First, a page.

More shameless plagiarizing from a guy (me). . This bit of writing is from Tim Krieder of the New York
My friend Alicia likes to mock me by mimicking the tone of online comments on my writing, affecting the snarky hauteur that is the Internet’s default: “Kreider makes the audacious claim that his cat is more attractive than all other living cats,” she’ll say. “According to Kreider, pie is a perfectly acceptable breakfast,” or “Kreider would have it that pants are purely optional.” She’s making mild fun of my sporadic blips of Internet celebrity, but I think she’s more heavily amused to hear commenters citing her feckless goofball friend as though I were some eminent authority, solemnly parsing my passing opinions as though they were official policy statements. Alicia’s an artist, too, and understands how audiences tend to ascribe magisterial intention and control to artists, when more often we’re just making it up as we go, doing the best we can by deadline.
There seems to be a widespread presumption that writing is prescriptive (or proscriptive) rather than simply observational or meditative. Some people condemn or commend even memoirs and novels as though their purpose were to instruct or offer models. I suppose I can’t entirely fault readers for this misapprehension. Confident authority is an appropriate tone for straight reportage, but it’s become the default of columnists, essayists and bloggers, one that’s so reflexive that some of them seem to forget it’s a pose. To some extent this is a deformative effect of the space restrictions within which most of us work; in a thousand-word essay you can’t include every qualification or second thought that occurs to you or you’d expend your allotted space refuting your own argument instead of making it.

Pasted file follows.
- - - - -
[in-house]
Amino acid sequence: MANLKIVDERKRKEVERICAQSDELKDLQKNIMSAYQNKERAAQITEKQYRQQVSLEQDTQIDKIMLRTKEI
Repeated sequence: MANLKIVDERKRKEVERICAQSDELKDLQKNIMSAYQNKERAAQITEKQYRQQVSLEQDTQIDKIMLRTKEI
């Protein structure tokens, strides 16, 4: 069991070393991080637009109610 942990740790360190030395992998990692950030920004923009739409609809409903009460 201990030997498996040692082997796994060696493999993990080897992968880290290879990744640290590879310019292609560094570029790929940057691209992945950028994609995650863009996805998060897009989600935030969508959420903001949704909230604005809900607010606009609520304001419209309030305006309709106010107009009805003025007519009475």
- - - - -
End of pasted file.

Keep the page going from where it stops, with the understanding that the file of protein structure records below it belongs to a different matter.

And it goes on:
This voice is trained into us early on, back in high school or Comp 101, when we’re taught to make our arguments as succinct and cogent as possible, omitting wishy-washy qualifications like “in my opinion.” You’d think these disclaimers could go without saying; every piece of writing includes the tacit caveat: Or I could be wrong. And yet quite a lot of readers respond to your personal observations with wounded outrage when they fail to reflect their own experience, as if you were proposing your idle speculation as totalitarian law. That rhetorical pose of weary expertise has metastasized to the Internet, epitomized by the opener: “So let me get this straight.” It seems telling that this smug, knowing tone has become so endemic at the same time that the amount of information available is so numbing, and actual expertise so rarefied, that almost nobody knows enough about anything anymore to have the right to any opinion at all.
I’m always ill at ease when I find myself conscripted by the media into the role of Expert on some subject about which I have rashly written. I felt like the explanatory caption beneath my name on-screen ought to be: PERSON IN WORLD. When interviewers ask me what can we do about the plague of Busyness, if a zero-terrorist-attacks policy is realistic or whether cryonics is feasible, I just squirm untelegenically and say things like “Gee I dunno,” which usually causes them to go, in disgust, to the phones.
Whenever someone writes to take me politely to task over some unfair generalization, self-contradiction or unexamined blind spot, my riposte is usually something along the lines of: “Hm, yeah, I guess you have a point there.” I don’t always agree with me; I certainly don’t expect everyone else to. Being treated as some sort of authority, is more alarming than flattering; it makes me wonder whether all the alleged sages I’ve ever admired, from Lao Tsu to Marcus Aurelius, were big fat fakes like me. I suppose it’s possible that all those other columnists and talking heads really do know whereof they speak and I’m the only who doesn’t know enough to fake it. But I have my doubts.